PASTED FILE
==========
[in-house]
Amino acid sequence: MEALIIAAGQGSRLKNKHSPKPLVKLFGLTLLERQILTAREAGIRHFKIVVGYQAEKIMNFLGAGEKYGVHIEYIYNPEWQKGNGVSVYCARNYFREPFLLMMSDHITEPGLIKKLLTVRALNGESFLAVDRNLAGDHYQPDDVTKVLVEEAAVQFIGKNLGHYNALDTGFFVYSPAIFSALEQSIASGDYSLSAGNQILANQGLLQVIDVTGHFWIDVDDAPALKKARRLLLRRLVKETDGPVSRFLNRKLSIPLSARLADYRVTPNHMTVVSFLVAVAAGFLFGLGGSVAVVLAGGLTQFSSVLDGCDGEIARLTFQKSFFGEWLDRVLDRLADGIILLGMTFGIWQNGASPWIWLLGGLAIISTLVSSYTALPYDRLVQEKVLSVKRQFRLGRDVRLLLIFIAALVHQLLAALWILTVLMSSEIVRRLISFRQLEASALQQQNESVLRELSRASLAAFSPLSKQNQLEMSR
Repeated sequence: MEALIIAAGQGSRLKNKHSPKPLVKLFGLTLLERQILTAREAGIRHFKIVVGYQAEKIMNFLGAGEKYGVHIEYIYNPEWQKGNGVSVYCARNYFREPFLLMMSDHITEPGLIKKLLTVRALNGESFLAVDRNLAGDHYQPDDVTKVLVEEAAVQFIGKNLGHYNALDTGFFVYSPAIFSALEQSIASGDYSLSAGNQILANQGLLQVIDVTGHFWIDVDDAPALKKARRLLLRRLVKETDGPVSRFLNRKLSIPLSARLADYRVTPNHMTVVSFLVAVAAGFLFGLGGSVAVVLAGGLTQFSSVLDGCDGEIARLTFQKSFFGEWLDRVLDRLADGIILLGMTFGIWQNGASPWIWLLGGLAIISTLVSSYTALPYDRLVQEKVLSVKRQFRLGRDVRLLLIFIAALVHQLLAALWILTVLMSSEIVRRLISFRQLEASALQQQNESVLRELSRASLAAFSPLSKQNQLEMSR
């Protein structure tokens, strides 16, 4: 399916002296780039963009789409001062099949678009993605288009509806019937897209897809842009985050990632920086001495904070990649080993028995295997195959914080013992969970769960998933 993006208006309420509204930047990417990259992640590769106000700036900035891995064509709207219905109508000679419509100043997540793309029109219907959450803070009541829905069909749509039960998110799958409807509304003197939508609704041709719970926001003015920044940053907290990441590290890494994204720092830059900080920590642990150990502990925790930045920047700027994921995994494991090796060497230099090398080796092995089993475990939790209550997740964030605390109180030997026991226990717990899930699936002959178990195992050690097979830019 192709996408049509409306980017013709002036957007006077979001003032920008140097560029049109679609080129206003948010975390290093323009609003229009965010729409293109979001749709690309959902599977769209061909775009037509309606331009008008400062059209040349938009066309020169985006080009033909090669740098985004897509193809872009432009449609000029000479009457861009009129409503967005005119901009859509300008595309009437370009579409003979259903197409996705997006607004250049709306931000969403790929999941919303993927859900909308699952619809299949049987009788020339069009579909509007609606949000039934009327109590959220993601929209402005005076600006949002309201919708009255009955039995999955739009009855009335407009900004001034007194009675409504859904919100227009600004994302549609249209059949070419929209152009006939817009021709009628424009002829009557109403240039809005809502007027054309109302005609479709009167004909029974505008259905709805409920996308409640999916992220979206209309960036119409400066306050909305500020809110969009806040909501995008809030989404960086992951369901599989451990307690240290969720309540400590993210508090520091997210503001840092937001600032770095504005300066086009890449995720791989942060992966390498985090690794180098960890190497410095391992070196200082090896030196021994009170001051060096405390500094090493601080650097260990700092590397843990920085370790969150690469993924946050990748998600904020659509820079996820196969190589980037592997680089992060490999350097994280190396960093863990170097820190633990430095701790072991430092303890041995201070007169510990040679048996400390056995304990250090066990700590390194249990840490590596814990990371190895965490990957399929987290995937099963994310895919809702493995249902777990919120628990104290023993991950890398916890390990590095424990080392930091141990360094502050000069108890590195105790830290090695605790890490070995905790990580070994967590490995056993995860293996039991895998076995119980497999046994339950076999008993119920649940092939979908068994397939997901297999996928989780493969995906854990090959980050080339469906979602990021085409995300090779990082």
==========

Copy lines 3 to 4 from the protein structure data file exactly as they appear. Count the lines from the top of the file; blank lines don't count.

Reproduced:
Repeated sequence: MEALIIAAGQGSRLKNKHSPKPLVKLFGLTLLERQILTAREAGIRHFKIVVGYQAEKIMNFLGAGEKYGVHIEYIYNPEWQKGNGVSVYCARNYFREPFLLMMSDHITEPGLIKKLLTVRALNGESFLAVDRNLAGDHYQPDDVTKVLVEEAAVQFIGKNLGHYNALDTGFFVYSPAIFSALEQSIASGDYSLSAGNQILANQGLLQVIDVTGHFWIDVDDAPALKKARRLLLRRLVKETDGPVSRFLNRKLSIPLSARLADYRVTPNHMTVVSFLVAVAAGFLFGLGGSVAVVLAGGLTQFSSVLDGCDGEIARLTFQKSFFGEWLDRVLDRLADGIILLGMTFGIWQNGASPWIWLLGGLAIISTLVSSYTALPYDRLVQEKVLSVKRQFRLGRDVRLLLIFIAALVHQLLAALWILTVLMSSEIVRRLISFRQLEASALQQQNESVLRELSRASLAAFSPLSKQNQLEMSR
């Protein structure tokens, strides 16, 4: 399916002296780039963009789409001062099949678009993605288009509806019937897209897809842009985050990632920086001495904070990649080993028995295997195959914080013992969970769960998933 993006208006309420509204930047990417990259992640590769106000700036900035891995064509709207219905109508000679419509100043997540793309029109219907959450803070009541829905069909749509039960998110799958409807509304003197939508609704041709719970926001003015920044940053907290990441590290890494994204720092830059900080920590642990150990502990925790930045920047700027994921995994494991090796060497230099090398080796092995089993475990939790209550997740964030605390109180030997026991226990717990899930699936002959178990195992050690097979830019 192709996408049509409306980017013709002036957007006077979001003032920008140097560029049109679609080129206003948010975390290093323009609003229009965010729409293109979001749709690309959902599977769209061909775009037509309606331009008008400062059209040349938009066309020169985006080009033909090669740098985004897509193809872009432009449609000029000479009457861009009129409503967005005119901009859509300008595309009437370009579409003979259903197409996705997006607004250049709306931000969403790929999941919303993927859900909308699952619809299949049987009788020339069009579909509007609606949000039934009327109590959220993601929209402005005076600006949002309201919708009255009955039995999955739009009855009335407009900004001034007194009675409504859904919100227009600004994302549609249209059949070419929209152009006939817009021709009628424009002829009557109403240039809005809502007027054309109302005609479709009167004909029974505008259905709805409920996308409640999916992220979206209309960036119409400066306050909305500020809110969009806040909501995008809030989404960086992951369901599989451990307690240290969720309540400590993210508090520091997210503001840092937001600032770095504005300066086009890449995720791989942060992966390498985090690794180098960890190497410095391992070196200082090896030196021994009170001051060096405390500094090493601080650097260990700092590397843990920085370790969150690469993924946050990748998600904020659509820079996820196969190589980037592997680089992060490999350097994280190396960093863990170097820190633990430095701790072991430092303890041995201070007169510990040679048996400390056995304990250090066990700590390194249990840490590596814990990371190895965490990957399929987290995937099963994310895919809702493995249902777990919120628990104290023993991950890398916890390990590095424990080392930091141990360094502050000069108890590195105790830290090695605790890490070995905790990580070994967590490995056993995860293996039991895998076995119980497999046994339950076999008993119920649940092939979908068994397939997901297999996928989780493969995906854990090959980050080339469906979602990021085409995300090779990082």